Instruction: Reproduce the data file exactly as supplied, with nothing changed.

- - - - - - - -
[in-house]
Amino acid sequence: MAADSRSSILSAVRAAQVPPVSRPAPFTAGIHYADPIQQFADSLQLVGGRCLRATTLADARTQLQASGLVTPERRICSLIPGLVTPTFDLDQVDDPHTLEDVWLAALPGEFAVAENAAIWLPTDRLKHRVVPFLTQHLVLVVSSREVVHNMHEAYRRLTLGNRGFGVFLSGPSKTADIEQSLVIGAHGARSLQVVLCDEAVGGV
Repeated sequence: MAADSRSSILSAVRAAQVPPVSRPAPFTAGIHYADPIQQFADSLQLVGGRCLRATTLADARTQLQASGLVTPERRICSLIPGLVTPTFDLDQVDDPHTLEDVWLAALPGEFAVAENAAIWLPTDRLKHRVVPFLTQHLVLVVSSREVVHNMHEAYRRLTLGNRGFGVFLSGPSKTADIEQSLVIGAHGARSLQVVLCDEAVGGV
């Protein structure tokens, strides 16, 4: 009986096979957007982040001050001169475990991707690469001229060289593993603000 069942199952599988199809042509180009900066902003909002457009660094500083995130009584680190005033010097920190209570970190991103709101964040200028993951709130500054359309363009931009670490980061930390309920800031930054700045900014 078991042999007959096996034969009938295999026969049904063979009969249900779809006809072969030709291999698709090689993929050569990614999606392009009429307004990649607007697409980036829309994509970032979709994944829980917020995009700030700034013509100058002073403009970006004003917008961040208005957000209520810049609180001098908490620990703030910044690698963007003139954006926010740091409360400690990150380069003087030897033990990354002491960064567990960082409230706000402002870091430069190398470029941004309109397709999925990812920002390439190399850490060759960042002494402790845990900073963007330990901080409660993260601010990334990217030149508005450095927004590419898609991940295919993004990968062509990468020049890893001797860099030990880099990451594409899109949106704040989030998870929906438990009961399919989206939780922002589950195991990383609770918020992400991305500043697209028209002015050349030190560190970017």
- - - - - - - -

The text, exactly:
[in-house]
Amino acid sequence: MAADSRSSILSAVRAAQVPPVSRPAPFTAGIHYADPIQQFADSLQLVGGRCLRATTLADARTQLQASGLVTPERRICSLIPGLVTPTFDLDQVDDPHTLEDVWLAALPGEFAVAENAAIWLPTDRLKHRVVPFLTQHLVLVVSSREVVHNMHEAYRRLTLGNRGFGVFLSGPSKTADIEQSLVIGAHGARSLQVVLCDEAVGGV
Repeated sequence: MAADSRSSILSAVRAAQVPPVSRPAPFTAGIHYADPIQQFADSLQLVGGRCLRATTLADARTQLQASGLVTPERRICSLIPGLVTPTFDLDQVDDPHTLEDVWLAALPGEFAVAENAAIWLPTDRLKHRVVPFLTQHLVLVVSSREVVHNMHEAYRRLTLGNRGFGVFLSGPSKTADIEQSLVIGAHGARSLQVVLCDEAVGGV
């Protein structure tokens, strides 16, 4: 009986096979957007982040001050001169475990991707690469001229060289593993603000 069942199952599988199809042509180009900066902003909002457009660094500083995130009584680190005033010097920190209570970190991103709101964040200028993951709130500054359309363009931009670490980061930390309920800031930054700045900014 078991042999007959096996034969009938295999026969049904063979009969249900779809006809072969030709291999698709090689993929050569990614999606392009009429307004990649607007697409980036829309994509970032979709994944829980917020995009700030700034013509100058002073403009970006004003917008961040208005957000209520810049609180001098908490620990703030910044690698963007003139954006926010740091409360400690990150380069003087030897033990990354002491960064567990960082409230706000402002870091430069190398470029941004309109397709999925990812920002390439190399850490060759960042002494402790845990900073963007330990901080409660993260601010990334990217030149508005450095927004590419898609991940295919993004990968062509990468020049890893001797860099030990880099990451594409899109949106704040989030998870929906438990009961399919989206939780922002589950195991990383609770918020992400991305500043697209028209002015050349030190560190970017």